About Me

This blog is written by Janine Rizzetti . It commenced life as a research blog to support the PhD thesis I completed in 2015 on the colonial career of Justice John Walpole Willis, the first Resident Judge of the Supreme Court of New South Wales for the District of Port Phillip between 1841-1843.  Hence, the name of this blog.

Blogs do tend to take on a life of their own, and since 2008 this blog has expanded its focus from Judge Willis and colonial Port Phillip to include book reviews, brief comments about films I have seen, conferences I’ve attended and podcasts and lectures that I’ve listened to.  Having lived nearly all my life in and around Heidelberg, and as secretary of the local Heidelberg Historical Society, there’s an emphasis on Heidelberg in particular.

If you’d like to email me, my address is ‘residentjudge’ (one word, lower case) then @ symbol ‘gmail.com’.


While writing my thesis over the past several years, I’ve made several presentations at various conferences and events.   These ones have made it into the cyberworld, and are available either through direct links, or through a State or University library.

‘Judging Boundaries: Justice Willis, Local Politics and Imperial Justice’ Australian Historical Studies, Volume 40, Issue 3, 2009 pp. 362-375 [You will need to log in to a State or university library to access this article]

I was delighted to be awarded the K. S. Inglis prize for this paper, which I presented to the Australian Historical Association conference in 2008.  It was early in my research: hence my error in stating that Willis was exonerated by the Privy Council after his dismissal from Upper Canada.  I console myself that others have made the same error.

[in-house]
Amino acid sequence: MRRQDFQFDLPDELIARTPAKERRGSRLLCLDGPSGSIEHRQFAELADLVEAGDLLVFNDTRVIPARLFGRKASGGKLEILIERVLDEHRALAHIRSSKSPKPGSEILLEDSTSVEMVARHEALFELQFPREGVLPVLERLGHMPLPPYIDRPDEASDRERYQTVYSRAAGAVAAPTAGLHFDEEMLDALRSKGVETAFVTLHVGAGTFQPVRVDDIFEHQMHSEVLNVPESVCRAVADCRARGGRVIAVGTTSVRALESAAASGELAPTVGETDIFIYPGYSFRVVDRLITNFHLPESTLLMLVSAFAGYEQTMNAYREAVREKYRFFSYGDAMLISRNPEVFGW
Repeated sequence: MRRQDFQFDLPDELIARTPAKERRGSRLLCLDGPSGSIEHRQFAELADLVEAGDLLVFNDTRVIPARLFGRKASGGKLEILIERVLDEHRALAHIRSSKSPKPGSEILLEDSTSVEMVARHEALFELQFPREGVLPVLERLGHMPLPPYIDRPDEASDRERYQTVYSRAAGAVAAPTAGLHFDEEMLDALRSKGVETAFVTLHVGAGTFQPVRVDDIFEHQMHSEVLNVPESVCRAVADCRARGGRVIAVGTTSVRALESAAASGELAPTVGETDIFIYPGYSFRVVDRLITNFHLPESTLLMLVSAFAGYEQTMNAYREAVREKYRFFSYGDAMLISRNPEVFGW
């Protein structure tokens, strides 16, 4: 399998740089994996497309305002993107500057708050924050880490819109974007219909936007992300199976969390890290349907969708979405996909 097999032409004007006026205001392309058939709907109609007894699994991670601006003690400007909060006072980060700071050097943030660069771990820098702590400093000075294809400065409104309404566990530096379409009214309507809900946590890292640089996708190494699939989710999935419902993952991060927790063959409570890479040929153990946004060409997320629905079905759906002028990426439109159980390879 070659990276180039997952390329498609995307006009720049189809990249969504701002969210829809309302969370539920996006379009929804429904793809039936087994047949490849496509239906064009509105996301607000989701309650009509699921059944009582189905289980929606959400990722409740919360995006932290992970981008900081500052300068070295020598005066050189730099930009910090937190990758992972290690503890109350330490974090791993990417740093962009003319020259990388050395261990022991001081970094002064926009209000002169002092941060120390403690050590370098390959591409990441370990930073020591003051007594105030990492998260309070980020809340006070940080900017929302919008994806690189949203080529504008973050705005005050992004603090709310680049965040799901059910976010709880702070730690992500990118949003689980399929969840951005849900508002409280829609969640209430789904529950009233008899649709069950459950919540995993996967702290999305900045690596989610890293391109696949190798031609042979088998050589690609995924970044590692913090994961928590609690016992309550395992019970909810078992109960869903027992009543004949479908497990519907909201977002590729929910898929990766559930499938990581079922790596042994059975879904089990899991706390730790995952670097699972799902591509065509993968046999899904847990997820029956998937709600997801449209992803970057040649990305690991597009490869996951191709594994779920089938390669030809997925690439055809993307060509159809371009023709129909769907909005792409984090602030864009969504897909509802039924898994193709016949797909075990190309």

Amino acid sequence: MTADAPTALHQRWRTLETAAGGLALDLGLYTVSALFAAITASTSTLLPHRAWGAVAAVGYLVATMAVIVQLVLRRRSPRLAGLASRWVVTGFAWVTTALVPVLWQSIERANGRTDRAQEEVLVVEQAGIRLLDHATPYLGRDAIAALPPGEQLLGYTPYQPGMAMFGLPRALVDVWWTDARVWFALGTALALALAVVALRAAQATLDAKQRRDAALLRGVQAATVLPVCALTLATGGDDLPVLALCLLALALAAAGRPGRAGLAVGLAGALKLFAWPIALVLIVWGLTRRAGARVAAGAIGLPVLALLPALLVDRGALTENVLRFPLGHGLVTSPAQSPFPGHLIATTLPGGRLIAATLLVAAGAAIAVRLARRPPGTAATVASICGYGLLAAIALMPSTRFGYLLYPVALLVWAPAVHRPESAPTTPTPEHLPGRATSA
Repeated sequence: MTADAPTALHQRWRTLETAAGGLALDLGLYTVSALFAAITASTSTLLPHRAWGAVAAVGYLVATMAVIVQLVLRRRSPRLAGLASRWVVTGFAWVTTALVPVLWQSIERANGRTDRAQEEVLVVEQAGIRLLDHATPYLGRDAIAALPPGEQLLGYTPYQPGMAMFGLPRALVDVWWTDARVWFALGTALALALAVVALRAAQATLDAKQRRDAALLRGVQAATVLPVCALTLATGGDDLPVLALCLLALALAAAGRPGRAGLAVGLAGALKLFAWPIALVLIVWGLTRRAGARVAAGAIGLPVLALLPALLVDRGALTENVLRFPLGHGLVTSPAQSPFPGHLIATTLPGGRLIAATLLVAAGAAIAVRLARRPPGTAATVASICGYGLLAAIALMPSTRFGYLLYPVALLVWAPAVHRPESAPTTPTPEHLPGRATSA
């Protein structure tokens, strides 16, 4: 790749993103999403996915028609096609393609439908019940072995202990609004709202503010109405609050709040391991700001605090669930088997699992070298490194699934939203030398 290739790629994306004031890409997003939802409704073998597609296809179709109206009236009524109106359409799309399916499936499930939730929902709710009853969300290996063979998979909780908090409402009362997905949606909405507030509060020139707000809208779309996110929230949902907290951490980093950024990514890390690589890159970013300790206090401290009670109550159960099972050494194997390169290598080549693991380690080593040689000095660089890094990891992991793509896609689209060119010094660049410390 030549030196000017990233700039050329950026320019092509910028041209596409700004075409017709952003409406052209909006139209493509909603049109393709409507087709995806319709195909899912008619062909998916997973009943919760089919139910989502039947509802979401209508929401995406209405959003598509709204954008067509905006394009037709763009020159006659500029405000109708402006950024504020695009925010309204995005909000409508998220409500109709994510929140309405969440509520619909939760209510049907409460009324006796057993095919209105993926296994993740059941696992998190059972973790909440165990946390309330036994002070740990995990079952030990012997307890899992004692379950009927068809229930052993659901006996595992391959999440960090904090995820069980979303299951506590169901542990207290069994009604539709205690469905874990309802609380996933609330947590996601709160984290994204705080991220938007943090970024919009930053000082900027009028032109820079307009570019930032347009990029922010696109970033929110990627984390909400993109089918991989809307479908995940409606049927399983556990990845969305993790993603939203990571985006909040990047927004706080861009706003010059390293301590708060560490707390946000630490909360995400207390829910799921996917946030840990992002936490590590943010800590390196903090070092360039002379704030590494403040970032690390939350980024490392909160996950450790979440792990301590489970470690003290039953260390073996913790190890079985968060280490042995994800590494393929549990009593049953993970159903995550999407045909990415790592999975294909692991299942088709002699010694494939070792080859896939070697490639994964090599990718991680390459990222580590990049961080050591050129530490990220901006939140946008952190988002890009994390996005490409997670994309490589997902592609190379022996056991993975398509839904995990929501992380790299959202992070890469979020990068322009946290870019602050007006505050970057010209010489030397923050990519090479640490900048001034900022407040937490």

Abstract: Justice John Walpole Willis arrived in Melbourne in March 1841 as its first Resident Judge. After just over two years he was removed from office by Governor Gipps and the Executive Council and returned to England to pursue justice through the Judicial Committee of the Privy Council. His career exemplifies the colonial civil servants’ dilemma: ‘thinking globally’ by maintaining connections in the wider imperial circuit, but ‘acting locally’ by keeping boundaries in the local and interpersonal colonial sphere. The dismissal of Justice Willis reflects the tensions between colonial authority and politics and the broader transnational nature of imperial justice.

Sifting to the Bottom of Financial Impropriety: Judge Willis and Insolvency in Port Phillip’ Journal of Historical and European Studies Vol 2, 2009

I gave this paper at an internal La Trobe conference and it was published in this journal of postgraduate student work published by La Trobe University.  The journal used to be open-access, but it doesn’t appear to be now.

Abstract: As we have seen in recent months, a financial crisis can re-order institutional and personal relationships, and prompt a re-evaluation of political priorities and imperatives. This was true, too, in Port Phillip in 1841-43 during John Walpole Willis’ appointment as the first residential Supreme Court judge of the district.  This paper examines the experience of insolvency in the young, strongly entrepreneurial community, and the relationship between Willis’ avowal to sift to the bottom of financial impropriety and the political manoeuvres that led to his removal from office.

‘Judge Willis, Bonjon and the Recognition of Aboriginal Law’ ANZLHS- e journal

Paper given at the Australian and New Zealand Law and History Society Conference (ANZLHS), 2010  Available free as downloadable PDF at :


Abstract: In September 1841, Mr Justice John Walpole Willis, the first Resident Judge of the Port Phillip district of the Supreme Court delivered an address to the court in the district’s first case of inter-tribal murder, R.v Bonjon. In examining the question of the court’s jurisdiction, Willis held that he, as a single judge of the Supreme Court of New South Wales, was not bound by the decision of his brother judges in R v Murrell five years earlier. New South Wales was not unoccupied on discovery, he argued, and Aborigines had not consented to British occupation or sovereignty. In crimes committed among themselves, they were not amenable to British law and were entitled to exercise their own usages and laws.

His stance was over-ruled, both locally and by the Colonial Office, and R v Bonjon was relegated to the status of a footnote in later discussions of Supreme Court thinking on indigenous legal autonomy.